He asks her what her plans are; she says she’ll likely be returning to Barrayar as soon as she can, though she’s not sure to where yet.  Her father, or her brothers, would take her in all right, but they’d likely want to marry her off again, which she doesn’t want.  Miles is silent for a little while, then asks what she would do if she could do anything.  Ekaterin isn’t used to that kind of open-ended thinking, but says that she wouldn’t mind going back to university, to learn more about the gardening that’s been her hobby up to now, biological and artistic training.

“So you could design gardens for pay?”

“More than that.” Her eyes narrowed, as she struggled for her inner vision.

“Planets? Terraforming?”

“Oh, good heavens. That training takes ten years, and another ten years of internship beyond it, before you can even begin to grasp the complexities.”

“So? They have to hire someone. Good God, they hired Tien.”

Miles says that what she needs is something in between, like a Barrayaran District, so she can work up to planets.  He quotes Elli Quinn’s saying, “Aim high.  You may still miss the target but at least you won’t shoot your foot off.”  Then he points out that she has other relatives–the Vorthyses–who would likely be glad to take her in and support her in her desire for education, and she could live in Vorbarr Sultana, near to the university, among other things…  She admits it sounds nice, particularly to have Nikki in a more settled environment, but she doesn’t like to be dependent, given the trouble it’s gotten her into so far.  Miles says not all kinds of dependency are bad, making a somewhat muddled metaphor comparing a greenhouse to a cryochamber–one promoting growth, the other retarding decay–and asserting that her aunt and uncle are likely more like the former.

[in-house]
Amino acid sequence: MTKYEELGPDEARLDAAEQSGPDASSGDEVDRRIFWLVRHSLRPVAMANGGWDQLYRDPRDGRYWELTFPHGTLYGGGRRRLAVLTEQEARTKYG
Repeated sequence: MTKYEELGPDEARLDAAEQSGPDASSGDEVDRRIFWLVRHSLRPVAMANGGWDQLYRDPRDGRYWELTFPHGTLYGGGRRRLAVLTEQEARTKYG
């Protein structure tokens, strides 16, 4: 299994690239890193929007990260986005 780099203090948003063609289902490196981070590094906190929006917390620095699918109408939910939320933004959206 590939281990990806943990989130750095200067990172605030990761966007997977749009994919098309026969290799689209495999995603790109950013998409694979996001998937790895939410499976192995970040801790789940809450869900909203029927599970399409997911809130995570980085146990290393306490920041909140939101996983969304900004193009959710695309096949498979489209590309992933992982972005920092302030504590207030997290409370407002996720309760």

He declares the matter settled, to Ekaterin’s amusement, and asks about food.  She offers to fix something, and Miles says that he already sent a minion for food, who should be returning soon.  She wonders that he’s so blasé about sending ImpSec agents on errands like that, but supposes that there are security considerations.  She asks whether anything new turned up on his investigation, but he says that Soudha and Foscol et al. are still on the loose.  He realizes that he feels so odd on this case because he’s one step behind, reacting instead of acting.  They can’t have known that Imperial Auditors were coming, but they obviously had their departure planned in advance.

He does have one idea, which he shares with her–that there’s more going on than an embezzlement scheme.  He can’t help picturing a new sort of weapon, maybe something like a gravitic imploder lance.  Or it might be some other form of sabotage, possibly designed to coincide with Gregor’s upcoming Komarran wedding.  Ekaterin isn’t that sounds like Soudha’s style, given that Tien’s death seemed to have been accidental.  Miles says that the soletta disaster may have been a test, possibly one that went awry.  He plans to get a list of missing equipment and give it to Vorthys to try to figure out; Ekaterin says he’ll probably growl at Miles, but that will just be a good sign.  Miles says that the fact of Foscol leaving that packet of incriminating evidence behind implies that they’re not worried about the long-term consequences, either because they’re fleeing, or because they’re ready to act.

Ekaterin asks if ImpSec knows he babbles, and he apologizes, saying that he must still be tired, but points out that she did encourage him, minimally.  He tells her he actually came back to rest, so he must be getting old.

Both their lives were out of phase with their chronological ages, Ekaterin realized bemusedly. She now possessed the education of a child and the status of a dowager. Vorkosigan . . . was young for his post, to be sure. But this whole posthumous second life of his was surely as old as you could be at any age. “Time is out of joint,” she murmured; he looked up sharply, and seemed about to speak.

Tuomonen arrives then, and Miles asks if she’s sure she wants to go through with this; she says she wants to get it over with and go get Nikki.  Tuomonen has brought a female medtech to administer the actual dose; she gives Ekaterin an allergy test, while Tuomonen sets up recording equipment.  Tuomonen warns Miles not to interfere too much with the questioning; once the medtech gives the all-clear, she injects Ekaterin with the fast-penta.